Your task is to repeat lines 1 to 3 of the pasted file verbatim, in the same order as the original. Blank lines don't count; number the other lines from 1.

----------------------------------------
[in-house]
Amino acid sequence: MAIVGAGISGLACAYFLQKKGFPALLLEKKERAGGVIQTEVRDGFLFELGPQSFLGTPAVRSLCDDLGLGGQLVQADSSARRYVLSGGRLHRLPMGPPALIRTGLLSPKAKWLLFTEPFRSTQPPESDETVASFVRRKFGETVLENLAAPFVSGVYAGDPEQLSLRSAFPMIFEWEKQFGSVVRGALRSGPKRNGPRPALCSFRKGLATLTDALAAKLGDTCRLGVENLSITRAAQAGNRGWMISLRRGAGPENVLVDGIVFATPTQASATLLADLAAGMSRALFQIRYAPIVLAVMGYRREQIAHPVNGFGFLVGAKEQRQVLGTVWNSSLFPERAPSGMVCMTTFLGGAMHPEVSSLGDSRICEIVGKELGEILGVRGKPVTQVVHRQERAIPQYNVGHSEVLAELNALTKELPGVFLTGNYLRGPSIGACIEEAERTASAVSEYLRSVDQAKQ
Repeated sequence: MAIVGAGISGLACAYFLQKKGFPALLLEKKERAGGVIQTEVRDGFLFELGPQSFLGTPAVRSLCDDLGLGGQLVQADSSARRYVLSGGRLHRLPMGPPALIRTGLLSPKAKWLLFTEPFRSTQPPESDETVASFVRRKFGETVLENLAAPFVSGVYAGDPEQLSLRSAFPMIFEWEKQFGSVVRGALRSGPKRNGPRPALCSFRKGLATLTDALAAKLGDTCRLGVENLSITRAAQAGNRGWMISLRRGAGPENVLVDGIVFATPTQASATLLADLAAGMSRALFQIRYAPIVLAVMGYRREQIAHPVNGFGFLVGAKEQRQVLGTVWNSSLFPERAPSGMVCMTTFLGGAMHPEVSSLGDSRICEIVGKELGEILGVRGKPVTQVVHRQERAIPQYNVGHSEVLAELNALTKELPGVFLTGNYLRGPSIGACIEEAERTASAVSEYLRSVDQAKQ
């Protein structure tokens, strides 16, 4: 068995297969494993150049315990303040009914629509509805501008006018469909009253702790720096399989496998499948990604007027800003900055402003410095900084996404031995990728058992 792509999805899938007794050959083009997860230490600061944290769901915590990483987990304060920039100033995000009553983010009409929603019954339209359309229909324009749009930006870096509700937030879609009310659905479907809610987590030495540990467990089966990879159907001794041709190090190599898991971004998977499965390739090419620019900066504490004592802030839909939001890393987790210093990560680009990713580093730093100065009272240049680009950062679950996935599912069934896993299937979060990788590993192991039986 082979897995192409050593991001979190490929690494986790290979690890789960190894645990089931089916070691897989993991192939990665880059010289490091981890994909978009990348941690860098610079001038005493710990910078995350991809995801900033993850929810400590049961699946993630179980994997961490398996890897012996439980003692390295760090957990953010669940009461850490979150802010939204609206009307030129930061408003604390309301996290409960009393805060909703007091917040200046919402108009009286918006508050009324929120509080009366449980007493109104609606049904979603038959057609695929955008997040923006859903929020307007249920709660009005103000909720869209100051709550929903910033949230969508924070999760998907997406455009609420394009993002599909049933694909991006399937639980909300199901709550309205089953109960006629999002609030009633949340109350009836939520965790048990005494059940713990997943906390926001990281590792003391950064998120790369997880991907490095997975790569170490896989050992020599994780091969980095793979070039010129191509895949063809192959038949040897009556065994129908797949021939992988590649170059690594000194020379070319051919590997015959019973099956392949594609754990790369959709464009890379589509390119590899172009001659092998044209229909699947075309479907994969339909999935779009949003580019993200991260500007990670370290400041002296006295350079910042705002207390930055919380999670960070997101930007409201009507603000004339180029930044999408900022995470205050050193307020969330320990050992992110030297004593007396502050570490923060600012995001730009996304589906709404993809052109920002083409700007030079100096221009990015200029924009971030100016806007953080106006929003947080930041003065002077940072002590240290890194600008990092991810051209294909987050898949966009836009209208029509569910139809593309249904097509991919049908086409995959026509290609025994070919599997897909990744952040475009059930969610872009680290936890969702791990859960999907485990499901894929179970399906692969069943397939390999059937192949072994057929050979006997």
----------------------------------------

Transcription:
[in-house]
Amino acid sequence: MAIVGAGISGLACAYFLQKKGFPALLLEKKERAGGVIQTEVRDGFLFELGPQSFLGTPAVRSLCDDLGLGGQLVQADSSARRYVLSGGRLHRLPMGPPALIRTGLLSPKAKWLLFTEPFRSTQPPESDETVASFVRRKFGETVLENLAAPFVSGVYAGDPEQLSLRSAFPMIFEWEKQFGSVVRGALRSGPKRNGPRPALCSFRKGLATLTDALAAKLGDTCRLGVENLSITRAAQAGNRGWMISLRRGAGPENVLVDGIVFATPTQASATLLADLAAGMSRALFQIRYAPIVLAVMGYRREQIAHPVNGFGFLVGAKEQRQVLGTVWNSSLFPERAPSGMVCMTTFLGGAMHPEVSSLGDSRICEIVGKELGEILGVRGKPVTQVVHRQERAIPQYNVGHSEVLAELNALTKELPGVFLTGNYLRGPSIGACIEEAERTASAVSEYLRSVDQAKQ
Repeated sequence: MAIVGAGISGLACAYFLQKKGFPALLLEKKERAGGVIQTEVRDGFLFELGPQSFLGTPAVRSLCDDLGLGGQLVQADSSARRYVLSGGRLHRLPMGPPALIRTGLLSPKAKWLLFTEPFRSTQPPESDETVASFVRRKFGETVLENLAAPFVSGVYAGDPEQLSLRSAFPMIFEWEKQFGSVVRGALRSGPKRNGPRPALCSFRKGLATLTDALAAKLGDTCRLGVENLSITRAAQAGNRGWMISLRRGAGPENVLVDGIVFATPTQASATLLADLAAGMSRALFQIRYAPIVLAVMGYRREQIAHPVNGFGFLVGAKEQRQVLGTVWNSSLFPERAPSGMVCMTTFLGGAMHPEVSSLGDSRICEIVGKELGEILGVRGKPVTQVVHRQERAIPQYNVGHSEVLAELNALTKELPGVFLTGNYLRGPSIGACIEEAERTASAVSEYLRSVDQAKQ